A novel of a typical eugenicist: be arrogant, push birth control on people, and support fascists.
Most people think of the loud-mouthed and sex-starved spinster of the film version of Spark’s novel. What intrigued me were the eugenic beliefs of that spinster, which account for her obnoxious life.
Several lines manifest Jean Brodie’s fascination with the eugenicist foundation of the artificial birth control movement, and it’s surprising that more critics have not commented on it. One characteristic of the thirty-year-old and older women who constituted the “war-bereaved spinsterhood” of the novel’s setting to which Brodie belonged was that “they preached the inventions of Maria Stopes” (43-4), Stopes being the infamous British contraception activist. Immediately after this general discussion, Brodie herself proclaims that “birth control is the only answer to the problem of the working class. A free issue to every household…” (44; ellipsis in original).
As any high school student could point out, Brodie is immediately guilty of the either/or and hasty generalization logical fallacies. Artificial birth control is not the only solution to economic poverty.
Logic aside, her support for artificial birth control speaks volumes about her eugenic ideas. Brodie must follow what Margaret Sanger, founder of the abortion business Planned Parenthood, once decreed: that artificial birth control would stop those “unfit” to have children from reproducing. Eugenicists like Brodie would agree with Sanger’s goal to have “More children from the fit, less from the unfit.”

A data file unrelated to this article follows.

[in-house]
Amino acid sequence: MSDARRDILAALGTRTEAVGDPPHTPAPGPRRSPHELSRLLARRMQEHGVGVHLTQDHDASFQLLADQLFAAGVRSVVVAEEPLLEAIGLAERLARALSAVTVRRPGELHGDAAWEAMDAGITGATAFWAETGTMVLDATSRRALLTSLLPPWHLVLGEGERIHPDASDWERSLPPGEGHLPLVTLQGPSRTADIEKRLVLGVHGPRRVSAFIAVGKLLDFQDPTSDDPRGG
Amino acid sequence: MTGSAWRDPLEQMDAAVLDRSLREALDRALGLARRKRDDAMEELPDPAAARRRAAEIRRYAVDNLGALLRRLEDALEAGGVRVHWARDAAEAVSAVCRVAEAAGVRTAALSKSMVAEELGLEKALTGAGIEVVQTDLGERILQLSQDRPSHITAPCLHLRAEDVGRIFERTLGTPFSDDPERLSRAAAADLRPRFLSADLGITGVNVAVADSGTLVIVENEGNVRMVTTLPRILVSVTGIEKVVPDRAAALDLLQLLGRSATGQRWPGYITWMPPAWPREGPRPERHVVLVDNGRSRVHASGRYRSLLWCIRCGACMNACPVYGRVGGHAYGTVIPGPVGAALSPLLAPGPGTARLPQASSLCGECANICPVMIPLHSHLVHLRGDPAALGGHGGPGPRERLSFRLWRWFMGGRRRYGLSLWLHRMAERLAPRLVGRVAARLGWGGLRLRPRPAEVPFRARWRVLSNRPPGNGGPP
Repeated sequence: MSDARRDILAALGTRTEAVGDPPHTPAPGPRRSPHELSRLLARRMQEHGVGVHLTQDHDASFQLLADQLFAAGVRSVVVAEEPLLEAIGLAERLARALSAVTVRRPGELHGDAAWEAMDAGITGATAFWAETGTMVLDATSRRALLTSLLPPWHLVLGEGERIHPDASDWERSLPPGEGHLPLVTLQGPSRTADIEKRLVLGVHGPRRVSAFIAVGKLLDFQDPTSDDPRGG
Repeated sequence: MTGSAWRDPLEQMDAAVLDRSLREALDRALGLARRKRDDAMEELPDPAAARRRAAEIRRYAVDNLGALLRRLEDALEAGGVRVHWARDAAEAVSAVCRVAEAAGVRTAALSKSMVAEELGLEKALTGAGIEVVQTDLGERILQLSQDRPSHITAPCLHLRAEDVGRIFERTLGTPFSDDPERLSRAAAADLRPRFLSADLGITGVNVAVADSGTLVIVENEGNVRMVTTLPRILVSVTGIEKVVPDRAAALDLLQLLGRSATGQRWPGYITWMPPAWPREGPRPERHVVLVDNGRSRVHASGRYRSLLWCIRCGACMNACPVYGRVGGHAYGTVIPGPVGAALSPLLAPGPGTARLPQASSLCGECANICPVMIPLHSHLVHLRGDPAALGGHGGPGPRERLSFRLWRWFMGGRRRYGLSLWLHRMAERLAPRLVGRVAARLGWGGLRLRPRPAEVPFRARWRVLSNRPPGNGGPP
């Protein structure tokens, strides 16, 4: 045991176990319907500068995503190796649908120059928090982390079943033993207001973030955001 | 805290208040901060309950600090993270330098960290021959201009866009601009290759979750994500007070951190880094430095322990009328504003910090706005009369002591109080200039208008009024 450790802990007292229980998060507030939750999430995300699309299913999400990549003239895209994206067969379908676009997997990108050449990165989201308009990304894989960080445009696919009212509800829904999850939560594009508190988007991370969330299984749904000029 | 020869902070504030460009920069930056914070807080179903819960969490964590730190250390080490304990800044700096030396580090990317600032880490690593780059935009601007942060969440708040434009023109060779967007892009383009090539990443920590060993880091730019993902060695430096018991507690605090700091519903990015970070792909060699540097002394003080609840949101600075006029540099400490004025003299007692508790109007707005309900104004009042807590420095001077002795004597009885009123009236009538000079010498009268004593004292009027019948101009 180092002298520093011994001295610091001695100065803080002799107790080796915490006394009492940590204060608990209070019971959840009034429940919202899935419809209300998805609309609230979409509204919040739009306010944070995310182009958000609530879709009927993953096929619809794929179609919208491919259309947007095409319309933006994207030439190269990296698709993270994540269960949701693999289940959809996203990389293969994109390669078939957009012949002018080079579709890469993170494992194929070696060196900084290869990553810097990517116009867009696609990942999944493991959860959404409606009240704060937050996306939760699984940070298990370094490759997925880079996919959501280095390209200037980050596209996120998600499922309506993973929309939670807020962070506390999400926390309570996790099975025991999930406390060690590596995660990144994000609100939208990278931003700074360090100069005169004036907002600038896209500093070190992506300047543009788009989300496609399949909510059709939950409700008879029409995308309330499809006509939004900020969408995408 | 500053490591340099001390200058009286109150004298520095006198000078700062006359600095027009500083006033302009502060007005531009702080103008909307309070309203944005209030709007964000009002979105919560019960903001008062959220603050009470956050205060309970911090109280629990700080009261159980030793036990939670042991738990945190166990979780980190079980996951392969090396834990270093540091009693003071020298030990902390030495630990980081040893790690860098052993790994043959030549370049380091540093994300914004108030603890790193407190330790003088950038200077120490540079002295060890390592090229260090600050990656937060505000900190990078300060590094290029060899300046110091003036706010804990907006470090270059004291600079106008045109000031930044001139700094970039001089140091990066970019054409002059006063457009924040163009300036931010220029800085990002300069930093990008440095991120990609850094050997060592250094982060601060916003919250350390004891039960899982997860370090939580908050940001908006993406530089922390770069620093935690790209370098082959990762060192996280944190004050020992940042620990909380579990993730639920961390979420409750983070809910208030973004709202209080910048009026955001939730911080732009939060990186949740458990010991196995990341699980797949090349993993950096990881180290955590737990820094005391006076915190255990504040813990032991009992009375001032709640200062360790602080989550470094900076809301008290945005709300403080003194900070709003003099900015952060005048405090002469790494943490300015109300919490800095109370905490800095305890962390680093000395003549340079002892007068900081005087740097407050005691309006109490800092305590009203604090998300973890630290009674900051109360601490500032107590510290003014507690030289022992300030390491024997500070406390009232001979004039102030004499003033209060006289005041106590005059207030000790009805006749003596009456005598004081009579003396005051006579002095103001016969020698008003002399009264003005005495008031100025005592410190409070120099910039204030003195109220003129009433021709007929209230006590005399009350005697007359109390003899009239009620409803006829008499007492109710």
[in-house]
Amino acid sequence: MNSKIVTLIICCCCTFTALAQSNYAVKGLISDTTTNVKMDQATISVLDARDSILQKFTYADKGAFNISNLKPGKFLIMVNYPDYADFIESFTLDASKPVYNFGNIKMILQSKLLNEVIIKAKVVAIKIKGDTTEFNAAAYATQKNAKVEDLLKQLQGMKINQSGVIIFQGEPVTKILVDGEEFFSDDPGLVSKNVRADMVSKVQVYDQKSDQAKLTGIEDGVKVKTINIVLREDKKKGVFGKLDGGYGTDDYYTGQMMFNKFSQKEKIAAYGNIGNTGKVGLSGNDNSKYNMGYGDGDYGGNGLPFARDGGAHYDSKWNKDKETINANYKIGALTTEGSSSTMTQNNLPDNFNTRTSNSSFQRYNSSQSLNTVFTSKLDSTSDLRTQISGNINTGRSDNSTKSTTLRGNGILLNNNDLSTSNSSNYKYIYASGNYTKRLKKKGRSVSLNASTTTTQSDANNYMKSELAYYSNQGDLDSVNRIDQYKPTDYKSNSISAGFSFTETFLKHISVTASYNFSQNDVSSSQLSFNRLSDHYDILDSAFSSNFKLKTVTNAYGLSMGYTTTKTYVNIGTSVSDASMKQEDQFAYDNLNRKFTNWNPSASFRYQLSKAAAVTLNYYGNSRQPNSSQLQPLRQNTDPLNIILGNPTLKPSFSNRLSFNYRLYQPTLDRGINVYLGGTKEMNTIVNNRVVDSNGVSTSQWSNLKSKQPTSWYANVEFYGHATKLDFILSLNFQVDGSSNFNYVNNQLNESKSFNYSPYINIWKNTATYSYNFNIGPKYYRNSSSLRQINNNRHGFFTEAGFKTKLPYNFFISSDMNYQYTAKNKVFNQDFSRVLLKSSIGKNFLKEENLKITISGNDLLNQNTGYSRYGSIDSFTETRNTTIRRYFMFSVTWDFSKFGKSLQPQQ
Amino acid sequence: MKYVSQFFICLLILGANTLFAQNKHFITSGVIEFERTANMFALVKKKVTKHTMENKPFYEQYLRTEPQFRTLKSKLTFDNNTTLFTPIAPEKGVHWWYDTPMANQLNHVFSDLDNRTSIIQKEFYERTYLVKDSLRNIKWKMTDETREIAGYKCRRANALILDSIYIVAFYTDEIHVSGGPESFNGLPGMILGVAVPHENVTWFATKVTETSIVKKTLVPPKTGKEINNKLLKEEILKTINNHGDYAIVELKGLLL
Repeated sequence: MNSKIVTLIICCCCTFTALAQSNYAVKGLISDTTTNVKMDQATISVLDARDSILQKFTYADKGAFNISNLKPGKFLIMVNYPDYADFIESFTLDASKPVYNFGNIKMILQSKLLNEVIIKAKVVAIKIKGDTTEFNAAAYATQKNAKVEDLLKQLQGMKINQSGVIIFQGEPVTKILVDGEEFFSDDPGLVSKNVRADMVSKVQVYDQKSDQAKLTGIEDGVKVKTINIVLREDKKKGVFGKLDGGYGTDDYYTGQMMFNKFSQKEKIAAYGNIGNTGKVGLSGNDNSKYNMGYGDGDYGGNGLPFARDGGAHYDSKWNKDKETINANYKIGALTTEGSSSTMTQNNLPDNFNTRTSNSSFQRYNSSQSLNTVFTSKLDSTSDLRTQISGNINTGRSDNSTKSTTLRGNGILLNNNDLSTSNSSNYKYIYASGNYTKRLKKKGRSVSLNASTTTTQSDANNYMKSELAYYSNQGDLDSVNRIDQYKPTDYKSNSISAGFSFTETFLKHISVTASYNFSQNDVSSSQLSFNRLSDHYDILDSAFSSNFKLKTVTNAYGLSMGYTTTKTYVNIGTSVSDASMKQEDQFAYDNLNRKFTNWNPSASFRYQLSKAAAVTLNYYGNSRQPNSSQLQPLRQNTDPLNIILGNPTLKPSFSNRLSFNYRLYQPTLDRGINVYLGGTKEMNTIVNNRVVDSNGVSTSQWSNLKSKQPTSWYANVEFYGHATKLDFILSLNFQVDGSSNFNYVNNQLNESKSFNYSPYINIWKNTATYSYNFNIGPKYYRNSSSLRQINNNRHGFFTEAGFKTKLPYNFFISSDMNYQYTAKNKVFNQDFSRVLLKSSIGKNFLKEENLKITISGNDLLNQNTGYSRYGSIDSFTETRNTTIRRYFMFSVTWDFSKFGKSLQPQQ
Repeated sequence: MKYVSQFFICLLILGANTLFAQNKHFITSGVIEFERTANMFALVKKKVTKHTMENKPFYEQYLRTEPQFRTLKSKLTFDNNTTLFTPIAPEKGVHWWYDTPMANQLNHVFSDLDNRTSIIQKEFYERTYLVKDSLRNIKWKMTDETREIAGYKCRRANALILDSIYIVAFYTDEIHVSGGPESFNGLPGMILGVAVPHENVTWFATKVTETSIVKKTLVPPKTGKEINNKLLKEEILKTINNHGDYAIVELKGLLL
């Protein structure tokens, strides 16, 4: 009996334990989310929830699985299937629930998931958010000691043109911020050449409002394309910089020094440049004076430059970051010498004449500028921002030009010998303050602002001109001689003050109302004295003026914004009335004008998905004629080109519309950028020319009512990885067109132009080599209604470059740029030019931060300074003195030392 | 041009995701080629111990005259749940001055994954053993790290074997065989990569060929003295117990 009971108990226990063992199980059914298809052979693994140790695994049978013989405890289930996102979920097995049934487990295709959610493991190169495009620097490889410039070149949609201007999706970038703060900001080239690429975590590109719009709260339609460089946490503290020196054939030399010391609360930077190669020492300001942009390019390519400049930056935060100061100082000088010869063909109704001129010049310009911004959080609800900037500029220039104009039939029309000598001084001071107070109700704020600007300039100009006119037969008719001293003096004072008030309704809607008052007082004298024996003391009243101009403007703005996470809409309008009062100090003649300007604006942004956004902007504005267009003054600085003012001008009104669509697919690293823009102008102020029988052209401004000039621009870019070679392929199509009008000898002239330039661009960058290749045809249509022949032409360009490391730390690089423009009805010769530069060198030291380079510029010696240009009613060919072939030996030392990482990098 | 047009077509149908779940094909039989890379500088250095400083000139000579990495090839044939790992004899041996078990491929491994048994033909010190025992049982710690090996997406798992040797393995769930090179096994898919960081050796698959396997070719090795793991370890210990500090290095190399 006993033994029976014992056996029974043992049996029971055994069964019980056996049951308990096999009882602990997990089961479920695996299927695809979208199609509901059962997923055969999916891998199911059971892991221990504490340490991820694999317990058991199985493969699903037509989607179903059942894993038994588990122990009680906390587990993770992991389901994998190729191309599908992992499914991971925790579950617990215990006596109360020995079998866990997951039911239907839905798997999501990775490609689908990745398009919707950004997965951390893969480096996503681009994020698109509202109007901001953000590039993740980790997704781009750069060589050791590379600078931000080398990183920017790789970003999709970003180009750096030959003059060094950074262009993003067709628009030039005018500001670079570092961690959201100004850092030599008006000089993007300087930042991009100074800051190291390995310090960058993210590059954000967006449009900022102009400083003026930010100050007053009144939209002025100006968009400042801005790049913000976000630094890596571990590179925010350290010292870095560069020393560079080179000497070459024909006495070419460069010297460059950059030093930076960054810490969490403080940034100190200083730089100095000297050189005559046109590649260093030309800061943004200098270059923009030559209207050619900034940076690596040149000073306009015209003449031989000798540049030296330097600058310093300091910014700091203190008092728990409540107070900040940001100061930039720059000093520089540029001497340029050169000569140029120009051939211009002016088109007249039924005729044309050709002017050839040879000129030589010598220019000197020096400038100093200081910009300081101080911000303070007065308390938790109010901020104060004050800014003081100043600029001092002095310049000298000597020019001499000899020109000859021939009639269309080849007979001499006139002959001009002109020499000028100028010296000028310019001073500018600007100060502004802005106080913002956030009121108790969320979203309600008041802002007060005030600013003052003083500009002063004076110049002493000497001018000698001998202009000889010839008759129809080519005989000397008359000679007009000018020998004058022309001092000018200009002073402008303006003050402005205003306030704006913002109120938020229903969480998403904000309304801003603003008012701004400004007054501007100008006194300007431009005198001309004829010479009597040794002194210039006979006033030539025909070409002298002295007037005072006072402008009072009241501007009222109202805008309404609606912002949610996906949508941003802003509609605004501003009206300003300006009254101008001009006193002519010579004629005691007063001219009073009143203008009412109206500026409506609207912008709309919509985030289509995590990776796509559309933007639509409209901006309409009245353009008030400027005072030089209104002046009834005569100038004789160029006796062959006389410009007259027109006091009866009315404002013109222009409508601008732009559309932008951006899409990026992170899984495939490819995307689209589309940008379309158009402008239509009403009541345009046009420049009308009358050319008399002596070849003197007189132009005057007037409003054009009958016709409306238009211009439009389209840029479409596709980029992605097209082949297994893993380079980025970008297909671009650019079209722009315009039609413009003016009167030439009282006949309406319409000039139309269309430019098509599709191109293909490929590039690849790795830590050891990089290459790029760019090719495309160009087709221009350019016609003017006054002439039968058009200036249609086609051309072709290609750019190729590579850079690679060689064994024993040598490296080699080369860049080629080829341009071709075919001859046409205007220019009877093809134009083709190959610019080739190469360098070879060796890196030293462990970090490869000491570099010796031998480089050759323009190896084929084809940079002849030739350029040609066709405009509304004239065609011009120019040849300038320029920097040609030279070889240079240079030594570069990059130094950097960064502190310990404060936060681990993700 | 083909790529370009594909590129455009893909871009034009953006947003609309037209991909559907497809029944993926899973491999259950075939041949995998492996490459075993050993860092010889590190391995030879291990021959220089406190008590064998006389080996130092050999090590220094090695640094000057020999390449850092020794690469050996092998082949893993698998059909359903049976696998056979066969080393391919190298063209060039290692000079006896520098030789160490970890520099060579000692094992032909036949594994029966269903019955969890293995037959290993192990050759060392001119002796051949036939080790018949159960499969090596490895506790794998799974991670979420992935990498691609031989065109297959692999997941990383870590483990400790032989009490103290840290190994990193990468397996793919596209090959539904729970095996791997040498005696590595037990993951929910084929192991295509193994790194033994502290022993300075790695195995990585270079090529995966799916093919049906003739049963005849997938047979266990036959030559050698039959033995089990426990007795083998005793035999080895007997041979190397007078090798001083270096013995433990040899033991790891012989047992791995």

Brodie’s eugenic belief, manifested in her promotion of artificial birth control, accounts for her arrogance, evident throughout the novel. She believes that her educational methods are exemplary, that her fornication with a fellow teacher is acceptable, and that she can form “her girls” into her own image (a God-like quality).
Of course, Brodie is anti-Catholic; someone like her would not tolerate the authority of a religion representing God on earth.
Critics have commented on Brodie’s support for dictators like Mussolini and Hitler, but they have failed to see that political support for such people follows naturally from the eugenic and artificial birth control philosophy. After all, if one does not believe in democracy (the will of the people expressed in ordinary elections, like the corrupt Democratic Party of today), then one will support a dictator. Even after the war, Brodie diminishes Hitler’s eugenic crimes with an extreme litotes: “Hitler was rather naughty” (131; italics in original). Singing the lyrics to Eminem’s “Criminal” as the theme song of the Democratic Party may be naughty; murdering millions of human beings is criminal.
Spark’s epitaph for Brodie is trenchant: “Her name and memory, after her death, flitted from mouth to mouth like swallows in summer, and in winter they were gone” (136).
How sad! Why would anybody want to be a eugenicist like Jean Brodie? That’s like being an advocate of artificial birth control (what the abortion business Planned Parenthood promotes) or a politician in the corrupt Democratic Party.
In the effort to reverse cancel culture by reading hosts of dead white female authors, on to the next British classic.